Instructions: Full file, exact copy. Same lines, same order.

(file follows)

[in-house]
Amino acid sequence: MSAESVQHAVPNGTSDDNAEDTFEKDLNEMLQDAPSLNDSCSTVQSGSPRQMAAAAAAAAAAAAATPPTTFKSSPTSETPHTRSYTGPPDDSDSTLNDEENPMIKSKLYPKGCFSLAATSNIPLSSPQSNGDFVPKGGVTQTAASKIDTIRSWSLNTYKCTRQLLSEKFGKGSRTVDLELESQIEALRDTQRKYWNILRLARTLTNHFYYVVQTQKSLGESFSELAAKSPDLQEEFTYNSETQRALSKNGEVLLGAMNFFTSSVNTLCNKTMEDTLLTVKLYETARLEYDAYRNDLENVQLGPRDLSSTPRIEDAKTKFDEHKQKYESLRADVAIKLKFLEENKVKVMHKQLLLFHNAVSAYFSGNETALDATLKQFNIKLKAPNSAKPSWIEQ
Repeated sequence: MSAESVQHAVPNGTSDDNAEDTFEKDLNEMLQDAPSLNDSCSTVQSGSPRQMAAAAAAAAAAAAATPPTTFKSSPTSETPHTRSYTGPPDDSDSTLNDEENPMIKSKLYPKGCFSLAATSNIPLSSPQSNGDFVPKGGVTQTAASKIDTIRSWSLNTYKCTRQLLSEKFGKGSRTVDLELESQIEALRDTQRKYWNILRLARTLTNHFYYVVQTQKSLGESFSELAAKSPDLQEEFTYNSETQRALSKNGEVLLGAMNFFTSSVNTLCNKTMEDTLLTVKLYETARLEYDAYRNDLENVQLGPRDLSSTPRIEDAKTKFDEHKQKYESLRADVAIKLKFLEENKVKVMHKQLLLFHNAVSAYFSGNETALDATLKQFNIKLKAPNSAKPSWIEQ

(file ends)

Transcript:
[in-house]
Amino acid sequence: MSAESVQHAVPNGTSDDNAEDTFEKDLNEMLQDAPSLNDSCSTVQSGSPRQMAAAAAAAAAAAAATPPTTFKSSPTSETPHTRSYTGPPDDSDSTLNDEENPMIKSKLYPKGCFSLAATSNIPLSSPQSNGDFVPKGGVTQTAASKIDTIRSWSLNTYKCTRQLLSEKFGKGSRTVDLELESQIEALRDTQRKYWNILRLARTLTNHFYYVVQTQKSLGESFSELAAKSPDLQEEFTYNSETQRALSKNGEVLLGAMNFFTSSVNTLCNKTMEDTLLTVKLYETARLEYDAYRNDLENVQLGPRDLSSTPRIEDAKTKFDEHKQKYESLRADVAIKLKFLEENKVKVMHKQLLLFHNAVSAYFSGNETALDATLKQFNIKLKAPNSAKPSWIEQ
Repeated sequence: MSAESVQHAVPNGTSDDNAEDTFEKDLNEMLQDAPSLNDSCSTVQSGSPRQMAAAAAAAAAAAAATPPTTFKSSPTSETPHTRSYTGPPDDSDSTLNDEENPMIKSKLYPKGCFSLAATSNIPLSSPQSNGDFVPKGGVTQTAASKIDTIRSWSLNTYKCTRQLLSEKFGKGSRTVDLELESQIEALRDTQRKYWNILRLARTLTNHFYYVVQTQKSLGESFSELAAKSPDLQEEFTYNSETQRALSKNGEVLLGAMNFFTSSVNTLCNKTMEDTLLTVKLYETARLEYDAYRNDLENVQLGPRDLSSTPRIEDAKTKFDEHKQKYESLRADVAIKLKFLEENKVKVMHKQLLLFHNAVSAYFSGNETALDATLKQFNIKLKAPNSAKPSWIEQ